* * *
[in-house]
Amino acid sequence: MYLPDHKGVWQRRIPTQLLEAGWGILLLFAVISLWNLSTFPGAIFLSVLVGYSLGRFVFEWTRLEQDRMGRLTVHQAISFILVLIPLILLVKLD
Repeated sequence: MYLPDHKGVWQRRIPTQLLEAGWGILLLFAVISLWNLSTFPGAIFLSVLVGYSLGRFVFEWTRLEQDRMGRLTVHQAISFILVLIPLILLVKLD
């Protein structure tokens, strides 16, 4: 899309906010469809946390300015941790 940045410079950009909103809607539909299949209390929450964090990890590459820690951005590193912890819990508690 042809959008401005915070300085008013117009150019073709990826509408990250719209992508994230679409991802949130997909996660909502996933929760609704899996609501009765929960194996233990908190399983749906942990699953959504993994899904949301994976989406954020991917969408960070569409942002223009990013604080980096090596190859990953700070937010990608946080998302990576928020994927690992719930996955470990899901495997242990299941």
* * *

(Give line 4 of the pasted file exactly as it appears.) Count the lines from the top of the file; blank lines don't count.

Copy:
């Protein structure tokens, strides 16, 4: 899309906010469809946390300015941790 940045410079950009909103809607539909299949209390929450964090990890590459820690951005590193912890819990508690 042809959008401005915070300085008013117009150019073709990826509408990250719209992508994230679409991802949130997909996660909502996933929760609704899996609501009765929960194996233990908190399983749906942990699953959504993994899904949301994976989406954020991917969408960070569409942002223009990013604080980096090596190859990953700070937010990608946080998302990576928020994927690992719930996955470990899901495997242990299941």